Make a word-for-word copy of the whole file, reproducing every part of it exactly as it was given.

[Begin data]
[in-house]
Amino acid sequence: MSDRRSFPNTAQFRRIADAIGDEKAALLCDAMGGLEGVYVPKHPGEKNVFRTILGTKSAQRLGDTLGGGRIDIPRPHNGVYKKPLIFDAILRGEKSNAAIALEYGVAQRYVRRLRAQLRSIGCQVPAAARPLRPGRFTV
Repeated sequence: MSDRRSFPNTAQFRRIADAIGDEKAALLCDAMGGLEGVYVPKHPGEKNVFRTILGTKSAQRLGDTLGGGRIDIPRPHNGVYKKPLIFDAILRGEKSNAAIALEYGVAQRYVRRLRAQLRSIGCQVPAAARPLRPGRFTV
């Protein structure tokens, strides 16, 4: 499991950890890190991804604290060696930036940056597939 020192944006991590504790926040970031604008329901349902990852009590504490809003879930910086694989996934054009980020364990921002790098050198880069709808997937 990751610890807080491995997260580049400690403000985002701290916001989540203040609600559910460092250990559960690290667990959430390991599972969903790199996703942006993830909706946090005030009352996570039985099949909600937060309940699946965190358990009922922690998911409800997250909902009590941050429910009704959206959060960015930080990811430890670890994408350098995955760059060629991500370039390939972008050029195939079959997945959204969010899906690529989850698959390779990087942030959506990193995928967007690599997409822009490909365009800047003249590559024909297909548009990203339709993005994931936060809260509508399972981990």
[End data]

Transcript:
[in-house]
Amino acid sequence: MSDRRSFPNTAQFRRIADAIGDEKAALLCDAMGGLEGVYVPKHPGEKNVFRTILGTKSAQRLGDTLGGGRIDIPRPHNGVYKKPLIFDAILRGEKSNAAIALEYGVAQRYVRRLRAQLRSIGCQVPAAARPLRPGRFTV
Repeated sequence: MSDRRSFPNTAQFRRIADAIGDEKAALLCDAMGGLEGVYVPKHPGEKNVFRTILGTKSAQRLGDTLGGGRIDIPRPHNGVYKKPLIFDAILRGEKSNAAIALEYGVAQRYVRRLRAQLRSIGCQVPAAARPLRPGRFTV
């Protein structure tokens, strides 16, 4: 499991950890890190991804604290060696930036940056597939 020192944006991590504790926040970031604008329901349902990852009590504490809003879930910086694989996934054009980020364990921002790098050198880069709808997937 990751610890807080491995997260580049400690403000985002701290916001989540203040609600559910460092250990559960690290667990959430390991599972969903790199996703942006993830909706946090005030009352996570039985099949909600937060309940699946965190358990009922922690998911409800997250909902009590941050429910009704959206959060960015930080990811430890670890994408350098995955760059060629991500370039390939972008050029195939079959997945959204969010899906690529989850698959390779990087942030959506990193995928967007690599997409822009490909365009800047003249590559024909297909548009990203339709993005994931936060809260509508399972981990």